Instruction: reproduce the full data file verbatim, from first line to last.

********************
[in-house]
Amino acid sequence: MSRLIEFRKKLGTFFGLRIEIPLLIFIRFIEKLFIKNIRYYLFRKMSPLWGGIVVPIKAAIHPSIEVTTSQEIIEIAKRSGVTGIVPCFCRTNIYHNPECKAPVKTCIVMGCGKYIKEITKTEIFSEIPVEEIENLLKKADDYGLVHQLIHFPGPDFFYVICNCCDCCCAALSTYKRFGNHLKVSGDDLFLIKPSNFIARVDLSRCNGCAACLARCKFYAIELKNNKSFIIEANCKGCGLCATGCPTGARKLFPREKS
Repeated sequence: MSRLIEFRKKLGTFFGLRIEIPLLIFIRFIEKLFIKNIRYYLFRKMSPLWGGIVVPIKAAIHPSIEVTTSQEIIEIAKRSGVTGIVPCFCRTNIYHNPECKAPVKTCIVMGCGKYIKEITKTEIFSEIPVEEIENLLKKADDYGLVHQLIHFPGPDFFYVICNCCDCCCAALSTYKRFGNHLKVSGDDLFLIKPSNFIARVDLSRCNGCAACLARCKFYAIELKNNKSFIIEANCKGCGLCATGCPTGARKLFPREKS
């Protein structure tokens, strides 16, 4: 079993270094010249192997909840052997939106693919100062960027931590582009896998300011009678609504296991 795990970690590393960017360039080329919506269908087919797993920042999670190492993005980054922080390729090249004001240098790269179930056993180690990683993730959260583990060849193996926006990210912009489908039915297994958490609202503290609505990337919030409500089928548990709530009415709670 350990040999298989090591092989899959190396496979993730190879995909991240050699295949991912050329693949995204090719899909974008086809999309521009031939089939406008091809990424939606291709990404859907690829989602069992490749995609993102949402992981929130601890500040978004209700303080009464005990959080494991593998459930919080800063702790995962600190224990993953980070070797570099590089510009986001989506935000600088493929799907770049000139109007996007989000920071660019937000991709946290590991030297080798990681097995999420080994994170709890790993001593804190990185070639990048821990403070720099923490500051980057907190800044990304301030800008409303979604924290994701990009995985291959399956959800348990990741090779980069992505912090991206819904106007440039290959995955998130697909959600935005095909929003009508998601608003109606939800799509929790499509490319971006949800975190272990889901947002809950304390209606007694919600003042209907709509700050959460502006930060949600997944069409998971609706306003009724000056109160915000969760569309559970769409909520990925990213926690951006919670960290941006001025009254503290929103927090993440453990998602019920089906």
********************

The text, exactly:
[in-house]
Amino acid sequence: MSRLIEFRKKLGTFFGLRIEIPLLIFIRFIEKLFIKNIRYYLFRKMSPLWGGIVVPIKAAIHPSIEVTTSQEIIEIAKRSGVTGIVPCFCRTNIYHNPECKAPVKTCIVMGCGKYIKEITKTEIFSEIPVEEIENLLKKADDYGLVHQLIHFPGPDFFYVICNCCDCCCAALSTYKRFGNHLKVSGDDLFLIKPSNFIARVDLSRCNGCAACLARCKFYAIELKNNKSFIIEANCKGCGLCATGCPTGARKLFPREKS
Repeated sequence: MSRLIEFRKKLGTFFGLRIEIPLLIFIRFIEKLFIKNIRYYLFRKMSPLWGGIVVPIKAAIHPSIEVTTSQEIIEIAKRSGVTGIVPCFCRTNIYHNPECKAPVKTCIVMGCGKYIKEITKTEIFSEIPVEEIENLLKKADDYGLVHQLIHFPGPDFFYVICNCCDCCCAALSTYKRFGNHLKVSGDDLFLIKPSNFIARVDLSRCNGCAACLARCKFYAIELKNNKSFIIEANCKGCGLCATGCPTGARKLFPREKS
């Protein structure tokens, strides 16, 4: 079993270094010249192997909840052997939106693919100062960027931590582009896998300011009678609504296991 795990970690590393960017360039080329919506269908087919797993920042999670190492993005980054922080390729090249004001240098790269179930056993180690990683993730959260583990060849193996926006990210912009489908039915297994958490609202503290609505990337919030409500089928548990709530009415709670 350990040999298989090591092989899959190396496979993730190879995909991240050699295949991912050329693949995204090719899909974008086809999309521009031939089939406008091809990424939606291709990404859907690829989602069992490749995609993102949402992981929130601890500040978004209700303080009464005990959080494991593998459930919080800063702790995962600190224990993953980070070797570099590089510009986001989506935000600088493929799907770049000139109007996007989000920071660019937000991709946290590991030297080798990681097995999420080994994170709890790993001593804190990185070639990048821990403070720099923490500051980057907190800044990304301030800008409303979604924290994701990009995985291959399956959800348990990741090779980069992505912090991206819904106007440039290959995955998130697909959600935005095909929003009508998601608003109606939800799509929790499509490319971006949800975190272990889901947002809950304390209606007694919600003042209907709509700050959460502006930060949600997944069409998971609706306003009724000056109160915000969760569309559970769409909520990925990213926690951006919670960290941006001025009254503290929103927090993440453990998602019920089906």